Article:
Rand Paul's libertarianism requires sleight of hand
Republican presidential candidate Rand Paul wants to cast himself as the kind of politician who thinks people should be allowed to do what they want to do, that the federal government should stay out of the lives of ordinary Americans.
Paul has long called for the government to stop meddling in private lives and for a ban on NSA spying; he has said that he hopes his presidential campaign appeals to the so-called "leave me alone coalition." Saturday, Paul emphasized the libertarian branch of his conservative "libertarianish" philosophy in a far more robust way than he has on other stops this week. Individual rights and limited government are messages that resonate heavily here in Nevada, [a recent campaign stop, and] a state with a strong libertarian, individualist streak, where Paul's father, Ron, saw a strong well of support.
The problem for Paul is that conservatism has never been about staying out of people lives. It's been about ensuring that those people conservatives disagree with are forced to embrace a specific notion of Americanism.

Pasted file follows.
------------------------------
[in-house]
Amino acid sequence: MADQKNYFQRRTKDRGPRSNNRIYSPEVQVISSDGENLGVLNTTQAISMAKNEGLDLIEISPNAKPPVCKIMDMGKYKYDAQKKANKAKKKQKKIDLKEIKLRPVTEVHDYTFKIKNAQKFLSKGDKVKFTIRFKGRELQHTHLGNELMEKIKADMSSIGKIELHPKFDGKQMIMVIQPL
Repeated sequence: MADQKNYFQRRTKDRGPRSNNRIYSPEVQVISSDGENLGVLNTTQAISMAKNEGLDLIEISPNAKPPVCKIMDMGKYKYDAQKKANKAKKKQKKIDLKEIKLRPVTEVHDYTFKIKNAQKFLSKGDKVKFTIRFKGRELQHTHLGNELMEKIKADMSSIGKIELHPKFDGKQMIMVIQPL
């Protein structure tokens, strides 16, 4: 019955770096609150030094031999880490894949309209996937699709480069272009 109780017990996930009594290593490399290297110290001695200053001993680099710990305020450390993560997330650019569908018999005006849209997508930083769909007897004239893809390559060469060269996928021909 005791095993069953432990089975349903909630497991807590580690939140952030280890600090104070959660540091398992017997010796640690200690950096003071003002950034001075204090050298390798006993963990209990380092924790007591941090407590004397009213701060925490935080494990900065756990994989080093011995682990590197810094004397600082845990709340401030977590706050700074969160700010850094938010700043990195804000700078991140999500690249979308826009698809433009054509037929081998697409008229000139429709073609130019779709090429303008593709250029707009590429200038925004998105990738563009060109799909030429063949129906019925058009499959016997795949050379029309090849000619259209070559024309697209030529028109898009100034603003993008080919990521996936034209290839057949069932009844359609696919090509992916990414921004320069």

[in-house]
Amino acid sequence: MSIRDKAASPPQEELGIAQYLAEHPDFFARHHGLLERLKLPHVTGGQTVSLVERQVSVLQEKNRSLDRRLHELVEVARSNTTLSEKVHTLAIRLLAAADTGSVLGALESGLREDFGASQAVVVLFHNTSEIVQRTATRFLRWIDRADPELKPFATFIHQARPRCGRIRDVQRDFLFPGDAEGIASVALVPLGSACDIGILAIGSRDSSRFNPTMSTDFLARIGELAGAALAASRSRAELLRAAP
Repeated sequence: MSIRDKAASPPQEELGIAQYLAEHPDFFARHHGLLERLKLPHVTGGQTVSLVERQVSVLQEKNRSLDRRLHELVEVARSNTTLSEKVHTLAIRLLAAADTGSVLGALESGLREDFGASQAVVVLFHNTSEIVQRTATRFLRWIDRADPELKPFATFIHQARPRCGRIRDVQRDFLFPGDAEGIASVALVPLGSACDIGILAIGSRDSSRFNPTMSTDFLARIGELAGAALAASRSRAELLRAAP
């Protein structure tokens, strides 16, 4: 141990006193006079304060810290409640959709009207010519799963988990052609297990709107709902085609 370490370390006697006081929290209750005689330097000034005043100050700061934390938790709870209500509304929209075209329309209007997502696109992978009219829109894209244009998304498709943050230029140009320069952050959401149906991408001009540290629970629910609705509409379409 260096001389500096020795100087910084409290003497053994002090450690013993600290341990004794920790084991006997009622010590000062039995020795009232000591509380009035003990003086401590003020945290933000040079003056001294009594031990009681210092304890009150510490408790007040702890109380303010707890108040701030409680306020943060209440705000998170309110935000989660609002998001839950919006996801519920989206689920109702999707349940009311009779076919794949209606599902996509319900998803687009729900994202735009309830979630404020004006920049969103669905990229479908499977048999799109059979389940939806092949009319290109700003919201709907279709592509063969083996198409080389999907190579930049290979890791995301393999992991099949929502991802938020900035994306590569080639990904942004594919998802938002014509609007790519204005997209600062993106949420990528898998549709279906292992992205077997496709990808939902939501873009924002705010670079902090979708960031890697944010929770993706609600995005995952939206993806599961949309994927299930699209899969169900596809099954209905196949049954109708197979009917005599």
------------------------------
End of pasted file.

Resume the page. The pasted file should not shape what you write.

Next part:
Back in the '60 there was a charming little slogan in use among conservatives: "America: Love it or Leave It." That, my friends, is not a libertarian perspective. The meaning is clear: "Do things my way, or get the fuck out," a view shared by many conservatives today.
Republicans may be confused about the meaning of certain philosophical terms, like libertarianism, but they certainly don't embrace the idea that people, all people, should be allowed to do what they want to do.
To put a fine point on it, people who want their country back have an very clear notion of how others should live.
When it comes down to specifics, Rand Paul is going to have difficulty with his core message. Of course, when that happens he can just walk out of the interview.